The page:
SHOOTING THE 3: JAY CRAWFORD OF WKYC-TV IN CLEVELAND
Shooting The 3 is an exclusive SportsbyBrooks.com feature in which a sports media figure fields three questions posed by SbB.
On his way to becoming a national sports media star, Ohio native and Bowling Green Alumnus Jay Crawford polished his on-air craft at television stations in Tampa, Columbus, Hartford and Hazard, Kentucky.
In 2003 Crawford made the jump to ESPN and over the next 15 years was as high profile an on-air talent as there was at the venerable sports network, launching groundbreaking shows like Cold Pizza and First Take while also piloting innumerable episodes of the network’s flagship SportsCenter.
2019 finds Crawford embarking on a new chapter in his life – as an on-air contributor and future news anchor at WKYC-TV in his beloved hometown of Cleveland.
SbB Question #1:
Describe your personal and professional life since you departed ESPN.
In a word: Chill.
Since the layoffs in April of 2017, I’ve been paid to NOT work.
It’s been both a blessing and a curse.
Because I had 2 1/2 years left on my contract, I was owed a sum of money I was not going to leave on the table.
It would have been financially punitive to walk away from the contract and I couldn’t imagine rewarding them with relief for their decision to end a mutually agreed upon deal. So, I entered a practice retirement phase.
I golfed, I traveled, I helped plan my daughter’s wedding, and most importantly, I relocated from Connecticut back to my homeland, Ohio.
I had planned to do this as soon as my contract expired, the layoffs just gave me a two-year head start.
ESPN did grant permission for me to do a number of freelance projects which included hosting the Super Bowl shows for the New England Patriots Network from Minneapolis as well as doing Cleveland Browns play-by-play for their preseason games both last year and this.
I also got a cool call from Ice Cube while vacationing at Disney in April. He wanted to know if I could host the live Big 3 draft show on CBS Sportsnet.
You don’t tell Cube no. I had a blast with that.
I also did an executive in residence at my Alma Mater Bowling Green State University in the academic year 2017.
I flew in one week a month and I really enjoyed my time there.
But finally, my contract expires at the end of July and I get to start with my new employer, WKYC-TV, NBC Cleveland next month.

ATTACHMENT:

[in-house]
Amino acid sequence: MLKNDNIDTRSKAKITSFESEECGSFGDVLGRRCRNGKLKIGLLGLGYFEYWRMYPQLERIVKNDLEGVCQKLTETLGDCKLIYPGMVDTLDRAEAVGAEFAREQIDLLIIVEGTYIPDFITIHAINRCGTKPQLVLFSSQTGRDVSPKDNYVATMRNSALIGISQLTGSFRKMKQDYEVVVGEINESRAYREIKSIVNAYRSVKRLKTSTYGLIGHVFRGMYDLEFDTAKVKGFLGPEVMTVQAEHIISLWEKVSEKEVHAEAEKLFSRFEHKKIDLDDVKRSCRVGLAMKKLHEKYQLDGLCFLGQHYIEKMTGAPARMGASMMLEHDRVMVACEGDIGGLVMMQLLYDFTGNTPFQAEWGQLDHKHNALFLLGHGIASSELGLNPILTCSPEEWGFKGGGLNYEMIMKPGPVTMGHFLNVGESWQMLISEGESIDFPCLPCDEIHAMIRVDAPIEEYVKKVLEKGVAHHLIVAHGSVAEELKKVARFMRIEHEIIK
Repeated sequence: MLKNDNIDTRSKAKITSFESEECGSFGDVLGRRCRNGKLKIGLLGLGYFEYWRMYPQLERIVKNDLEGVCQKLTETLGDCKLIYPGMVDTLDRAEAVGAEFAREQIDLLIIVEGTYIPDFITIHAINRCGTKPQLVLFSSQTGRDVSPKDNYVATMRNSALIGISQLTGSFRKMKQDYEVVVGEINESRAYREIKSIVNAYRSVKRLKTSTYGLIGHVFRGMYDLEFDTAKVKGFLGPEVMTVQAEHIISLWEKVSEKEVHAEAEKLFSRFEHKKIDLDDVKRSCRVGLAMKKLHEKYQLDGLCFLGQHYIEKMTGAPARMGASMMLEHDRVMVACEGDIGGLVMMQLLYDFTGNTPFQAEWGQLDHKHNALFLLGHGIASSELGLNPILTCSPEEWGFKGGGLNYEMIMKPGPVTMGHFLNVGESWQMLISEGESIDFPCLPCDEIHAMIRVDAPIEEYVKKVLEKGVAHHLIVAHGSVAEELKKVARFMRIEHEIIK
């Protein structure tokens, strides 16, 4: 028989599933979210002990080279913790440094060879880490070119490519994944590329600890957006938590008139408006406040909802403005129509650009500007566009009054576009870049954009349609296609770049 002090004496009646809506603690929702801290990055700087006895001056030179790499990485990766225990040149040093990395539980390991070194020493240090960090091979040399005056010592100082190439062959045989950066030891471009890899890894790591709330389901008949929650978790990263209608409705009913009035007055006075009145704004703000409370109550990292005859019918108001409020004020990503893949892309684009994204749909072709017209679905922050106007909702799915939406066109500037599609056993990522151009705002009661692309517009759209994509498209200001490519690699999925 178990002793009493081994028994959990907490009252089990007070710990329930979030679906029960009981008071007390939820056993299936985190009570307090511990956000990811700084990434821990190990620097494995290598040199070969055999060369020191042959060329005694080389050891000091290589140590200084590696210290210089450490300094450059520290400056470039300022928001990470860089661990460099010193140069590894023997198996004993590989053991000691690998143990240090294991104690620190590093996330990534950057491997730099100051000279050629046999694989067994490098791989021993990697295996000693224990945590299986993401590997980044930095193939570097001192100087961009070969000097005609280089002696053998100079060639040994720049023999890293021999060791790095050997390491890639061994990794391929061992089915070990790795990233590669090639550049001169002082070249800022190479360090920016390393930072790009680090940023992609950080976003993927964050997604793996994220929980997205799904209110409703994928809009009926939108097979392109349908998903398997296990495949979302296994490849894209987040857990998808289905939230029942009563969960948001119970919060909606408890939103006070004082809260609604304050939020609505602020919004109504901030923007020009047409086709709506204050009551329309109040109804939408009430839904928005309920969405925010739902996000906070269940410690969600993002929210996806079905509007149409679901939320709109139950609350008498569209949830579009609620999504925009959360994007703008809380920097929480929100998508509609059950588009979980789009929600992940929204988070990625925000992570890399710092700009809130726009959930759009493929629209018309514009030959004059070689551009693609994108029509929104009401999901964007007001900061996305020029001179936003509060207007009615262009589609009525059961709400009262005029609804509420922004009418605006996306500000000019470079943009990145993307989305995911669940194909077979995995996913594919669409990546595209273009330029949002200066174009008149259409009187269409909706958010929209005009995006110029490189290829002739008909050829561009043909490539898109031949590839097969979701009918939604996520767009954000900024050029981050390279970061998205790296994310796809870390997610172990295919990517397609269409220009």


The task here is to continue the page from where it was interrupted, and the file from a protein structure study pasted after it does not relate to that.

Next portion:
I will be launching a new 5pm show at the start of 2020 and can’t wait to get started!
SbB Question #2:
ESPN certainly has gone through a tumultuous time since you exited, what are your thoughts on what has happened at the network since you left?
I am completely unqualified to speak of the on-air product because – with the exception of an occasional game here and there – I haven’t watched.
When I tell people that, the immediate assumption is … you salty?
It always makes me chuckle.
How could I be salty with a company that paid me for 2 1/2 years to stay home?
I have no bitterness at all. In fact, I’m grateful.
It was 13 terrific years of hosting Cold Pizza, First Take, SportsCenter and eventually SportsCenter on the Road.
To be blunt though, I hated my final assignment there. (SportsCenter on the Road.)
Way too much travel and way too much dead time on the road.
I never would’ve lasted 2 1/2 more years in that role. I had grown increasingly frustrated with the new direction of SportsCenter and really just needed an escape plan. The layoffs saved me from all of it.
SbB Question #3:
Describe your own, ongoing athletic career!
Brooks, I’m the guy that refuses to quit.
I absolutely love the game of baseball. Always have.
When I was five years old my parents bought me a full baseball uniform – the thick wool pants and jersey.
It was my pride and joy.
Throughout the summer I basically lived in the uniform. I have pictures of family camping vacations in July with me in full game gear, including the stirrup socks.
I took it off at bedtime, when I would wear baseball-themed pajamas, and miraculously the uniform was always washed, dried and neatly folded the next morning waiting for another day of wear. Mom was awesome!!!
Family friends and strangers were no doubt like, ‘what’s up with Bobby baseball?’ But I didn’t care.
I wore that thing until it no longer fit. That’s the easiest way to explain why, at 54, I still love putting on a uniform and playing baseball more than anything else.
It also explains why, after three ACL replacement surgeries on my left knee, two surgeries on my right knee, and a surgery to repair a torn labrum and biceps tendon in my right shoulder, I still play baseball.
I usually play in a national tournament each fall in Arizona as well as the greater Cleveland league.
I’ve changed the way I pitch post-surgery using a heavy diet of cutter, curveball and slider while mixing in two- and four-seam fastballs.
My last outing was a complete game 4-3 win with 10 k’s. (I still love to hit too and was more proud of my two-run, two-out triple to give us the 4-3 lead in the bottom of the eighth inning.)
I was lucky enough to pitch in a handful of minor leagues games and I recently ran into my last pitching coach who reminded me of my last outing, which was two hitless innings.
I love to play, and hope to continue playing as long as my body allows.